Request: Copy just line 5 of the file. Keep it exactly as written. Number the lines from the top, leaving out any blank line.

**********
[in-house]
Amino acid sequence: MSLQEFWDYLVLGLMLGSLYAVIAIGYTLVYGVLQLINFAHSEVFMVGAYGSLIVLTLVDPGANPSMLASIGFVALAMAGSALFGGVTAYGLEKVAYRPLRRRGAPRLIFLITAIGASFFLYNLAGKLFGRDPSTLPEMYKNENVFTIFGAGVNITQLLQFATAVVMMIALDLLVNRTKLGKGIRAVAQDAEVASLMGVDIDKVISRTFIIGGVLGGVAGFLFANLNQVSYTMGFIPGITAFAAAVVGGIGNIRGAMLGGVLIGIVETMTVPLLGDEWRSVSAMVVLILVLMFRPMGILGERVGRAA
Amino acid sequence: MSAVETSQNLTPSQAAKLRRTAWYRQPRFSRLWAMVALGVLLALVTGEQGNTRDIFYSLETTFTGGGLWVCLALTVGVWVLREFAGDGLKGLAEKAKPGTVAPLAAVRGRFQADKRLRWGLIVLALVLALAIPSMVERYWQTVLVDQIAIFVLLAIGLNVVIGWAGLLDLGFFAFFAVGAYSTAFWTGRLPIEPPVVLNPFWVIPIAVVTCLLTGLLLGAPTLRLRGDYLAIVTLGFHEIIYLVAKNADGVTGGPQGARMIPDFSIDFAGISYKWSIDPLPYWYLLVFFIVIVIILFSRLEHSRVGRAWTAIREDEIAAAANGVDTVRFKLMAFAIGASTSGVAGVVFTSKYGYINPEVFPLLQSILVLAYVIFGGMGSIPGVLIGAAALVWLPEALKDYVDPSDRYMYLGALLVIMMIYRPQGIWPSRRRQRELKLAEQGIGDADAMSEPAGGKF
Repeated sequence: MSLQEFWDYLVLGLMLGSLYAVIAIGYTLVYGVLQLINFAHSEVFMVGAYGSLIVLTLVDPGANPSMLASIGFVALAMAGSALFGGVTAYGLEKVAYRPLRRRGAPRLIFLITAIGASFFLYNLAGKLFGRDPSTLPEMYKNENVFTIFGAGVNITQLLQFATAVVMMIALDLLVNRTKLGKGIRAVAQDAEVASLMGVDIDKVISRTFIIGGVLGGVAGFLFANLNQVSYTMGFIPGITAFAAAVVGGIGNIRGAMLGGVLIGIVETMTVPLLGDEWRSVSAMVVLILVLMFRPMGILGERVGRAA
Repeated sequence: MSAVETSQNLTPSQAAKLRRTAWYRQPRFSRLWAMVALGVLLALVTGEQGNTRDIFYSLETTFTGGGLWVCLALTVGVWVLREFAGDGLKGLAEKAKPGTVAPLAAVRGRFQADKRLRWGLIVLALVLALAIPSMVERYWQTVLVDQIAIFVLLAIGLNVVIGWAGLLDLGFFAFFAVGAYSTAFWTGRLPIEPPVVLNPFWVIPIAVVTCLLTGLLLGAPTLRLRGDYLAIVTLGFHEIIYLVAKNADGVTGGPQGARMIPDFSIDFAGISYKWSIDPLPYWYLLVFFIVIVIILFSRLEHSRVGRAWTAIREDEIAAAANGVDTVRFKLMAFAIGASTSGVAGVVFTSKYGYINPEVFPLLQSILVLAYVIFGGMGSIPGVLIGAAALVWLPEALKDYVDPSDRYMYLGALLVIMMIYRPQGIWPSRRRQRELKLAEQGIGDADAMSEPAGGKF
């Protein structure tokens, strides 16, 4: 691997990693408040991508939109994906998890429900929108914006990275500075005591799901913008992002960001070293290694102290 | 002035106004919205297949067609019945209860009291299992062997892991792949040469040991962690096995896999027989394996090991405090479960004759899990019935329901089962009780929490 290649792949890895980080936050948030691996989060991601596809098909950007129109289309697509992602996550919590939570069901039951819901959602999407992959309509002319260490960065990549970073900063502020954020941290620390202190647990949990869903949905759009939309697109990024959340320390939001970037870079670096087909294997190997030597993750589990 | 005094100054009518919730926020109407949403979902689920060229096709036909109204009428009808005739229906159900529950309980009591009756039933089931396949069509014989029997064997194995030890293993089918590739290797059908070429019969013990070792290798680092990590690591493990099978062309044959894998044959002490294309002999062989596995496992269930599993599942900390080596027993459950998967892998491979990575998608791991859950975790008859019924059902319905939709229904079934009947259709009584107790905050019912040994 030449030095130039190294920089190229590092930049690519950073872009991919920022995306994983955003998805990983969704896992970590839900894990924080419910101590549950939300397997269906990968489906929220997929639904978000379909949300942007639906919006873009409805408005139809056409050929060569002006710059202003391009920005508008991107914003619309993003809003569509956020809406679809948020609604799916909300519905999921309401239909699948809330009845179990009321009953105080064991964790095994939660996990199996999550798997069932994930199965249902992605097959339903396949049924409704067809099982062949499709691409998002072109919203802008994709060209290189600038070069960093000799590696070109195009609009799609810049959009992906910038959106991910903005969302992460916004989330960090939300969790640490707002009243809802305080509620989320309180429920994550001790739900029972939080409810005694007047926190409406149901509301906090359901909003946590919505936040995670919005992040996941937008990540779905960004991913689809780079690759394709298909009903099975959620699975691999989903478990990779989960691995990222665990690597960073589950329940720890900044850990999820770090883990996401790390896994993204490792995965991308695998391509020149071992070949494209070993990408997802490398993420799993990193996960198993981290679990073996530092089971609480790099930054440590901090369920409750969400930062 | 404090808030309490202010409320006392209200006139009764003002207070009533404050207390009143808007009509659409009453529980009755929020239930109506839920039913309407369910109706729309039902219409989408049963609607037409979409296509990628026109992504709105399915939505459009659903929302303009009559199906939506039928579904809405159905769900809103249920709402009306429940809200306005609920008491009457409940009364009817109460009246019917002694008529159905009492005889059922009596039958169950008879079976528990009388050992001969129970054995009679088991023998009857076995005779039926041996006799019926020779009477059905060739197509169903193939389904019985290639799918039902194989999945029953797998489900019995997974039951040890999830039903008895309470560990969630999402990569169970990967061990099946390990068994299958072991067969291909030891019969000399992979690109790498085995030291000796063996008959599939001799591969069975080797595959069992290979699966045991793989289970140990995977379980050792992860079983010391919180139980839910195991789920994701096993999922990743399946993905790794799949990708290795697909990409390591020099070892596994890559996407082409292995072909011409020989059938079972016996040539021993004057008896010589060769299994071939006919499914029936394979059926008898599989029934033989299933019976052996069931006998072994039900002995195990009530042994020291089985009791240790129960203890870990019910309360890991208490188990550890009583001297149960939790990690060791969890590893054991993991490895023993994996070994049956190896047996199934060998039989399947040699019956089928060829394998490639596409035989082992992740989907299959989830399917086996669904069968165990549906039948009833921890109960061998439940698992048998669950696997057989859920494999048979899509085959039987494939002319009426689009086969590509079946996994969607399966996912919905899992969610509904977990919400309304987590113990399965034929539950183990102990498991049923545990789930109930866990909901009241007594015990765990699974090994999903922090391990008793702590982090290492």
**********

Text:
Repeated sequence: MSAVETSQNLTPSQAAKLRRTAWYRQPRFSRLWAMVALGVLLALVTGEQGNTRDIFYSLETTFTGGGLWVCLALTVGVWVLREFAGDGLKGLAEKAKPGTVAPLAAVRGRFQADKRLRWGLIVLALVLALAIPSMVERYWQTVLVDQIAIFVLLAIGLNVVIGWAGLLDLGFFAFFAVGAYSTAFWTGRLPIEPPVVLNPFWVIPIAVVTCLLTGLLLGAPTLRLRGDYLAIVTLGFHEIIYLVAKNADGVTGGPQGARMIPDFSIDFAGISYKWSIDPLPYWYLLVFFIVIVIILFSRLEHSRVGRAWTAIREDEIAAAANGVDTVRFKLMAFAIGASTSGVAGVVFTSKYGYINPEVFPLLQSILVLAYVIFGGMGSIPGVLIGAAALVWLPEALKDYVDPSDRYMYLGALLVIMMIYRPQGIWPSRRRQRELKLAEQGIGDADAMSEPAGGKF